Until 2018, New Jersey was an expensive state to die in. New Jersey had not only one, but two “death taxes.” That all changed in 2018 with the revisions of New Jersey’s tax laws. When a person dies in the Garden State, the estate tax is no longer collected, nor required.
However, friends and family of the deceased need to know that inheritance tax has been fully alive since 1892. Let’s take a look at the state’s requirements for inheritance tax to see who is, and isn’t, exempt.
What is inheritance tax?
Inheritance tax is a tax that is collected in New Jersey upon the transfer of assets from a deceased person to any individual, regardless of their state of residence.
The rate of inheritance tax is based upon the relationship the person receiving the inheritance (beneficiary) has to the deceased. Here are the different classes:
- Class A: These beneficiaries are exempt from paying inheritance tax. This group includes:
- Wife, husband, or civil union partner
- Parents or grandparents
- Biological or adopted children
- Class B: This classification was removed with the revision of tax laws in 2018, and no longer exists.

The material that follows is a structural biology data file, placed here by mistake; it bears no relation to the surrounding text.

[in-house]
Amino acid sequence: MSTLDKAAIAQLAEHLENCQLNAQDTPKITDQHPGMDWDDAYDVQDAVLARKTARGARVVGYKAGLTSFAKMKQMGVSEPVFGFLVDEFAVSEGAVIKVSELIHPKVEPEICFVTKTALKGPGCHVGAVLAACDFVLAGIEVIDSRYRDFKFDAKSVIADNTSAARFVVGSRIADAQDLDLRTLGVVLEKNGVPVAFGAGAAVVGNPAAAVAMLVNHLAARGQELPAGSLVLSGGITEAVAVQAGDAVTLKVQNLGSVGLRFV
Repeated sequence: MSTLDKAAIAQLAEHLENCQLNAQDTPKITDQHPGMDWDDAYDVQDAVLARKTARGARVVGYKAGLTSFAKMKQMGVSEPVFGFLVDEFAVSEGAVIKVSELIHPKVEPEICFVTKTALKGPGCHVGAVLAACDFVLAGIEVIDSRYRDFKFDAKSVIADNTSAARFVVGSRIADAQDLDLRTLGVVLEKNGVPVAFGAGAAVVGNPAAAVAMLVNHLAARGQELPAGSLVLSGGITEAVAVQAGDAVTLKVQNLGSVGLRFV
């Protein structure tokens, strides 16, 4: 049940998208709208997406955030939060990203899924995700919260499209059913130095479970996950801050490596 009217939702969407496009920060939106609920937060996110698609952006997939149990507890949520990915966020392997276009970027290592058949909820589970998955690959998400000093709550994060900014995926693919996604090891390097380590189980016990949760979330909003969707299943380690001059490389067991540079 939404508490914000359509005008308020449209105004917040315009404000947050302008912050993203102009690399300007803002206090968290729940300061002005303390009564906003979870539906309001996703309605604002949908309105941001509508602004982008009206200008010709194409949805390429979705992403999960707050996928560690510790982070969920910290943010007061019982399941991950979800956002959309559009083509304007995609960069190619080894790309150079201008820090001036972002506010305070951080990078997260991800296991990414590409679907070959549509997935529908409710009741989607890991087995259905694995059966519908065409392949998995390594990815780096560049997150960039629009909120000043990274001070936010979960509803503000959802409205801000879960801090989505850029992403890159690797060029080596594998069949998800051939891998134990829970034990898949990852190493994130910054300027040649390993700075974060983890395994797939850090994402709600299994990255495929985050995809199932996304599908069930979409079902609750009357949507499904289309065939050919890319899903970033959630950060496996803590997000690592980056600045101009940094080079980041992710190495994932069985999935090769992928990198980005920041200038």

- Class C: These beneficiaries are exempt from paying inheritance tax on the first $25,000 of inheritance. This group includes:
- Siblings: Brothers or sisters of the deceased
- Sons/Daughters-in-law: Spouses or civil union partners of the deceased’s children
- However, beneficiaries in Class C who receive an amount that exceeds $25,000, are obligated to pay inheritance tax at the following rates:
- 11% on any amount over $25,000 and up to $1,075,000
- 13% on an amount up to $300,000
- 14% on an amount up to $300,000
- 16% on any amount over $1,700,000
- Class D: Includes all beneficiaries that are not in Class A, C, or E. There are no exemptions from inheritance tax in Class D, and beneficiaries are obligated to pay at the following rates:
- 15% on an amount up to $700,000
- 16% on any amount over $700,000
- Class E: All beneficiaries in Class E are exempt from paying inheritance tax. This group includes charitable, political, or educational organizations that are tax-exempt under 501(c)(3) in the State of New Jersey.
If this information seems a little overwhelming, it is understandable. To avoid unnecessary taxation on your heirs, it’s recommended to have legal counsel on your side that is experienced in wills and estate planning in regards to New Jersey’s inheritance tax laws.